Making mappings using SPARQL

While it is possible to just start from scratch and write a query, Ontotext Refine has several features for bootstrapping this process.

Generating such mapping queries can be done either from the Visual RDF Mapper or from a predefined template.

Generate a Query from the Visual RDF Mapper

If the user has defined a mapping by using the Visual RDF Mapper, the Generate Query ‣ From Mapping menu item will translate the mapping to a SPARQL CONSTRUCT query.

This SPARQL query:

  ?s1 a mdbo:Movie ;
      mdbo:title ?o_title ;
      mdbo:year ?o_year .
  BIND(IRI(mapper:encode_iri(movie:, ?c_tconst)) as ?s1)
  BIND(STR(?c_primaryTitle) as ?o_title)
  BIND(STRDT(?c_startYear, xsd:gYear) as ?o_year)

Has been automatically generated from the following visual mapping:



Any modifications to the query are not reflected back to the Visual RDF Mapper.

Generate a Query from Template

If a user wants to start directly working with SPARQL, the Generate Query ‣ Standard Template option is the easiest way to start.

This feature will produce a SELECT query with all the BIND() statements, corresponding to the columns of the tabular data.

The recommended workflow in this scenario is the following:

  • First the user chooses which columns he needs and removes the unneeded BIND() statements
  • Second, he fixes any data type issues, directly in the BIND() statements using STRDT() .
  • He finally crafts the URIs so they fit the URI format of his project.

This is an iterative process the user can execute the query many times in order to inspect the results.

Once satisfied, the user changes the SELECT to a CONSTRUCT query and defines the shape of the output RDF graph.

The result in Turtle format can then be downloaded using the Download ‣ Result menu item.


The SPARQL Mapper can be a powerful data exploration tool! You can use it to check for inconsistencies, to count occurrences, and in general to get a better understanding of the data you are transforming. Also remember that you can use an additional BIND() or FILTER() statements, to fix a certain value and constrain result set to a small subset of the data, centered around a (potentially problematic) value.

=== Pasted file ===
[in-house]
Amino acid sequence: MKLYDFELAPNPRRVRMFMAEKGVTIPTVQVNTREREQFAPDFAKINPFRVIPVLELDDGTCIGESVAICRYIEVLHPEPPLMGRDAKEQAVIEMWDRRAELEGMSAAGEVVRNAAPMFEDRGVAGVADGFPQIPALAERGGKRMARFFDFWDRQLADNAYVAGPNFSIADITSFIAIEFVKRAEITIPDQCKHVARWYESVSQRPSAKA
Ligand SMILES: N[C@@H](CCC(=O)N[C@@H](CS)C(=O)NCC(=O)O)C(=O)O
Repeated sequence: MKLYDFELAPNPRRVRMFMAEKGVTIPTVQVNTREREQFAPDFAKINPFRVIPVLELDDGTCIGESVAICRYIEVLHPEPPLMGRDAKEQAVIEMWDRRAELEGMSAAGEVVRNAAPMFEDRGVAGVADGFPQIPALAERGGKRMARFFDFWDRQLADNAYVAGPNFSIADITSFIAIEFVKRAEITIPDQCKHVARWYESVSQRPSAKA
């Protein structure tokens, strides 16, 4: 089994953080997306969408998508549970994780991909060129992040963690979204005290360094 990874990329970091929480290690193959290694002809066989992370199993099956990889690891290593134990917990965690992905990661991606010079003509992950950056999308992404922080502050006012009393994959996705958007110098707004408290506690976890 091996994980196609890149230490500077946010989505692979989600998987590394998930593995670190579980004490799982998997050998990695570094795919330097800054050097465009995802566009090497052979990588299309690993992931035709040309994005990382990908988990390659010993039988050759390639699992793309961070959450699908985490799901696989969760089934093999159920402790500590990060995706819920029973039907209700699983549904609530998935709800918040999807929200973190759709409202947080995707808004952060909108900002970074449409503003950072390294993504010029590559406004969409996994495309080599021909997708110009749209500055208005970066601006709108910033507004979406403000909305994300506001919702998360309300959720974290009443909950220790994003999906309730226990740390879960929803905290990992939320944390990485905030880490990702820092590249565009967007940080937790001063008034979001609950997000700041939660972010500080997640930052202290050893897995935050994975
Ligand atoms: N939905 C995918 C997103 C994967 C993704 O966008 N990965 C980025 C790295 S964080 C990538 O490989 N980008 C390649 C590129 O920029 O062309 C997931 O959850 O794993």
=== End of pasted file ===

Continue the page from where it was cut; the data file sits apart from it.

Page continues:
Alternatively if the project has too many columns, the individual BIND() statements can be generated one by one by clicking on the names of the columns in the top band.


Values from the tabular data always come typed as strings. It is up to the user to convert them to the desired data type using the STRDT() SPARQL function.

Saving the Mapping Queries

All the mapping queries in the SPARQL Query Editor are saved as part of the Refine project. This is done after clicking on the Save button but is only effective for queries after they have been executed.


Modifications in a query are not saved if the query has not been executed after having been modified.

The queries can also be saved using the Download ‣ Query menu item.


The tabs can be renamed by double-clicking on their names.

Data Integration Using the Virtual SPARQL Endpoint

Thanks to SPARQL federation, advanced users can produce RDF using Ontotext Refine by using the SPARQL endpoint directly from a GraphDB instance.

This is the recommended method for integrating data using Ontotext Refine for a number of reasons:

  • A user can use SPARQL INSERT to directly write triples in the GraphDB repository
  • Federated queries allow joining values from the Refine project and the existing data in the graph. This allows for much finer control on the shape of the resulting RDF graph.
  • No intermediary files are created
  • The user can specify the context using a SPARQL GRAPH clause and can even define it dynamically from values in the data.

Accessing the Virtual Endpoint

Ontotext Refine exposes a SPARQL endpoint for each project.

The URL of the endpoint corresponds to the Refine base URL, followed by repositories/ontorefine:, followed by the identifier of the project.

If a Project Alias is set it will be used in place of the project identifier to form the virtual endpoint URL.

Aliases are useful when the mapping queries are stored externally and need to be persistent, because they will be used on newly created projects.

In order to run the federated queries, Refine can generate the queries with the corresponding SERVICE clause, wrapping the statements in the WHERE clause. This is done by choosing the corresponding menu items in the Generate query menu:

The Open in GraphDB button also inserts the SERVICE clause in the current query before opening it in the associated GraphDB instance.


The URL of the virtual SPARQL endpoint might need to be changed, to fit the particular user’s architecture. Such are cases where Refine runs inside a docker container or needs to be accessed from another machine.

This window shows a INSERT query, ready to write triples in a GraphDB repository.